Tudors: Parks and Gardens
Tudor parks and gardens provided an opportunity for dramatic displays of newly found wealth, success and power. Particularly during Elizabeth I’s reign, elaborate formal gardens and extensive pleasure grounds became essential accessories of fashionable mansions.
PARKS AND PASTIMES
In the early 16th century aristocratic landowners used their deer parks to cement social and political relationships by offering guests the chance to hunt. At Framlingham Castle, Suffolk, for example, the park was carefully managed, and detailed accounts record the wide variety of visitors, from the prioress of nearby Campsey Priory to courtiers such as Cardinal Wolsey and ‘the French Queen’ (Mary, sister of Henry VIII). Lodges within these parks provided informal accommodation away from the main house.
Increasing pressures for land in the second half of the century, however, led to some deer parks being converted into productive farmland. Others continued to be used as secluded reserves around the fashionable residences which were now being built. Whole villages were sometimes removed and their former fields enclosed for private use.
FORMALITY AND DISPLAY
Just as landowners used their deer parks to make grand statements and promote their status, so in their gardens they combined different elements to display their aspirations, while also enhancing the visitor’s experience.
Owners of stately homes regarded their gardens as extensions of their houses: places to display their pedigree, to entertain and to feast. So the architecture and setting of houses were linked in increasingly elaborate schemes that incorporated imposing terraces, fountains, moats and canals, topiary and statues.
This approach was complemented by planting schemes that benefited from many newly introduced species. A love of flowers was fast becoming a national characteristic, and a great variety of trees were often arranged within ornamental orchards, as well as compartments containing decorative flowerbeds or knots. The latter ultimately developed into complex interlaced patterns.
The adoption of ideas of order and harmony from French and Italian Renaissance gardens led to an emphasis on alignment and symmetry, together with the mixing of classical motifs with existing medieval forms. By using geometry to create a regular layout, owners could demonstrate their ability to shape and control nature, in addition to projecting an image of their importance and authority.
The development of specific routes and different plantings through a succession of individual garden spaces allowed a range of narratives and imagery to be presented. The variety of associations and allusions on offer extended from the amorous to the ancestral, and mixed mystery and myth with the metaphysical.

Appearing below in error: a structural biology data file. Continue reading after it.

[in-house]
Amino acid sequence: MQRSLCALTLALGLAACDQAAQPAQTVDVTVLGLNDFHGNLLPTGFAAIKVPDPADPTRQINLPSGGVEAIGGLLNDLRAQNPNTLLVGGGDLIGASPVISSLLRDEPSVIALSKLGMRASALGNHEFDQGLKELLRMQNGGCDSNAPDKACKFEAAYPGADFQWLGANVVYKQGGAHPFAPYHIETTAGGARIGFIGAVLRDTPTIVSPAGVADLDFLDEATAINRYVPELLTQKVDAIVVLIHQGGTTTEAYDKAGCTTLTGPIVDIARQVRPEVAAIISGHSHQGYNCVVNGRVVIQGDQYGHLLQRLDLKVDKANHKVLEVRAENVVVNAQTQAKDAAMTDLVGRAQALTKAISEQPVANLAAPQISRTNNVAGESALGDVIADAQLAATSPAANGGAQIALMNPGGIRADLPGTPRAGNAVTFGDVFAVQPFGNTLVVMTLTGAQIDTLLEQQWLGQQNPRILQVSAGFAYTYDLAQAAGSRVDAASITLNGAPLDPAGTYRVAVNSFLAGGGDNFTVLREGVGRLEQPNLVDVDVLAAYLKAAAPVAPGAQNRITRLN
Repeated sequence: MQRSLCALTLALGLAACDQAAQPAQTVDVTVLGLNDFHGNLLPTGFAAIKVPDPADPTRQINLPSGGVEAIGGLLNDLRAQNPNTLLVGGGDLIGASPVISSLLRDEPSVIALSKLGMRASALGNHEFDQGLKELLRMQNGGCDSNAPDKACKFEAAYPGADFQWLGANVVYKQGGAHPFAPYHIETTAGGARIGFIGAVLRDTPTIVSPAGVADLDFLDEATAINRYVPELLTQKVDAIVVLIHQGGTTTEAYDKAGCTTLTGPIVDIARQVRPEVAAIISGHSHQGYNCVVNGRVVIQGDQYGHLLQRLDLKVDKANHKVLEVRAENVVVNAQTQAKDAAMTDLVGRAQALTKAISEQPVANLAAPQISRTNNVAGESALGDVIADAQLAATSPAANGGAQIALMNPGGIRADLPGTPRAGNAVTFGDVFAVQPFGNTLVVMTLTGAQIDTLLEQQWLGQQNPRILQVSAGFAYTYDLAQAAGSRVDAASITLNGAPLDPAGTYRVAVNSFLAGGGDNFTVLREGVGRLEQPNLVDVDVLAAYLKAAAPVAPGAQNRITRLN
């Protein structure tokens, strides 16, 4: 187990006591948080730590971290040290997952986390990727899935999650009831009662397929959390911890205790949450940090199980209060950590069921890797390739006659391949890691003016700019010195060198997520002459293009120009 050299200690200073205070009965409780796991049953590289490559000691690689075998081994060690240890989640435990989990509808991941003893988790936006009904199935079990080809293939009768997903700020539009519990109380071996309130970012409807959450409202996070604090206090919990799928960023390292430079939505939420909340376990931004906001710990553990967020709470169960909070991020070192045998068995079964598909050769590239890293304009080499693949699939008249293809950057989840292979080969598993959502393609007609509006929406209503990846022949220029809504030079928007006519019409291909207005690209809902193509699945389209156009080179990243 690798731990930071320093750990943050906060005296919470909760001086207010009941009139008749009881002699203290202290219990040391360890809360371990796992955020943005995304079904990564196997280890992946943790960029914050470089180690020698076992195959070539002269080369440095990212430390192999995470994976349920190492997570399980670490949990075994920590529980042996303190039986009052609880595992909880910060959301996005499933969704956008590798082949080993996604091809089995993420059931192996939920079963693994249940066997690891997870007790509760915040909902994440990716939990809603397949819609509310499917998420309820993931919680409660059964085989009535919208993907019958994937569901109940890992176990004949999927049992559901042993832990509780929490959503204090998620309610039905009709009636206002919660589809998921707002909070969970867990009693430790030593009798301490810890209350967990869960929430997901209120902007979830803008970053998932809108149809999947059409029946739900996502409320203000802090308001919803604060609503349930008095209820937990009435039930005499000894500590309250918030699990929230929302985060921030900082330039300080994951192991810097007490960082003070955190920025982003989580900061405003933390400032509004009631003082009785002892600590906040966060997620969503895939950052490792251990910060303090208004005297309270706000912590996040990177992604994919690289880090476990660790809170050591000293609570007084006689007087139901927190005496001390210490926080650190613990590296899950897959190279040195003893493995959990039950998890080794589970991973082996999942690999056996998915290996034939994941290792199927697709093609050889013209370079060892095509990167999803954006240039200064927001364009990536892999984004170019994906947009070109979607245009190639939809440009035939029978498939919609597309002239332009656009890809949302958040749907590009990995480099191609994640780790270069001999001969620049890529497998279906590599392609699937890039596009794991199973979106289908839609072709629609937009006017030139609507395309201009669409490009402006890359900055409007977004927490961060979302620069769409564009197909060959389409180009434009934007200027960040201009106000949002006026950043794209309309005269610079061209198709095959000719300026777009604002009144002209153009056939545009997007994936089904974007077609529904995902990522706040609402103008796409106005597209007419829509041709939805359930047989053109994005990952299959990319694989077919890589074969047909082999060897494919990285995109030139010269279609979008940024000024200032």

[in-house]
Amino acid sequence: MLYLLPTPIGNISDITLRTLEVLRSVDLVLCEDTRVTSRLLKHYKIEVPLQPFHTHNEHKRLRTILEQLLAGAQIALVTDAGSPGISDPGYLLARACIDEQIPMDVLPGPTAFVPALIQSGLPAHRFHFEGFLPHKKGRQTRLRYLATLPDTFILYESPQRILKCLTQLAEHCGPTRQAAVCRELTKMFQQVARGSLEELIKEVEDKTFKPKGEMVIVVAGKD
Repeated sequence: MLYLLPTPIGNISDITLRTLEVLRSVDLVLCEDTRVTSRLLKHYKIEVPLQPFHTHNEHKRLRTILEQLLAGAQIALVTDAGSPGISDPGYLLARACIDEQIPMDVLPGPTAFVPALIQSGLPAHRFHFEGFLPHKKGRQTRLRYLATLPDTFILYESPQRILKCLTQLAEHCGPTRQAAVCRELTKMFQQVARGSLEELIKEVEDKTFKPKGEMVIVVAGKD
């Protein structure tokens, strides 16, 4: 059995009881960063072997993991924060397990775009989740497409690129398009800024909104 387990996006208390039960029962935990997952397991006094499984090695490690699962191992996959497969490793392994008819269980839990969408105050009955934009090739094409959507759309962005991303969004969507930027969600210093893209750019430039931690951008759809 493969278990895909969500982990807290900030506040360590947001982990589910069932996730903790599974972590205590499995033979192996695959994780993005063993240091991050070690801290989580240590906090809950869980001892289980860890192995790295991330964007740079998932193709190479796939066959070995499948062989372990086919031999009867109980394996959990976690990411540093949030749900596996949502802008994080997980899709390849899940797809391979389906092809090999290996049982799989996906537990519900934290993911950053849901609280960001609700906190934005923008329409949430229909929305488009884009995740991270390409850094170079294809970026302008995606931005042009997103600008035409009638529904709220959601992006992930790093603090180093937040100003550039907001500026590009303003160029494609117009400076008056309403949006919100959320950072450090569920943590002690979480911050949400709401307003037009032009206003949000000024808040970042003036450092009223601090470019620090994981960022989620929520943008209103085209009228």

SENSUALITY AND THEATRE
The overall effect of meaningful layers of sensual planting, grandiose architecture and formal arrangement was one of conspicuous splendour.
It created a theatrical setting suitable for pageantry and spectacle, one particularly striking example being Robert Dudley’s entertainments for Elizabeth I at Kenilworth Castle, Warwickshire, in 1575, which incorporated the entire landscape in a continuous narrative of events and tableaux.
The Suppression of Roche Abbey
How a vivid eyewitness account reveals the shocking speed and scale of destruction of Roche Abbey after the Suppression of the Monasteries.
Walter Hungerford and the 'Buggery Act'
In 1533 Henry VIII’s government introduced the ‘Acte for the punishment of the vice of Buggerie’. Less than ten years later, Walter Hungerford became the first man to be executed under its terms.
Lady Anne Clifford
The last member of one of England’s great medieval dynasties, Lady Anne Clifford became something of a legend in her own lifetime.
Lydford Law and Parliamentary Privilege
From a Tudor ‘tinner’ to a 21st-century footballer: how the Privilege of Parliament Act can be traced back to the ghastliness of prison life at Lydford Castle in Devon.
The Rise and Fall of a Tudor Wool Factory
How the Heydon family of Baconsthorpe Castle in Norfolk made a fortune from the East Anglian wool trade – and then lost it all.
Mary Queen of Scots at Carlisle Castle
Find out why, after Mary Queen of Scots fled to England in 1568, her two-month stay at Carlisle Castle began 19 years of captivity.
Bess of Hardwick
Rising from a modest background to become one of the richest women of her time, Bess was also a tireless and ambitious builder, whose houses symbolised her rise to wealth and power.
Sir Peter Carew and Dartmouth Castle
How a centuries-old stand-off over a castle provoked Tudor soldier and adventurer Sir Peter Carew into trying to outwit the borough of Dartmouth.
Lambert Simnel and Piel Island
How a Yorkist claimant to the English throne failed to usurp Henry VII in the final chapter of the Wars of the Roses.
More about Tudor England
Tudors: Parks and Gardens
Tudor parks and gardens provided an opportunity for dramatic displays of newly found wealth, success and power.
The architecture of early Tudor England displayed continuity rather than change. Later, however, the great country house came into its own.
The Tudor era witnessed the most sweeping religious changes in England since the arrival of Christianity, which affected every aspect of national life.
The Tudor period saw the gradual evolution of England’s medieval army into a larger, firearm-wielding force supported by powerful ships and formidable gun forts.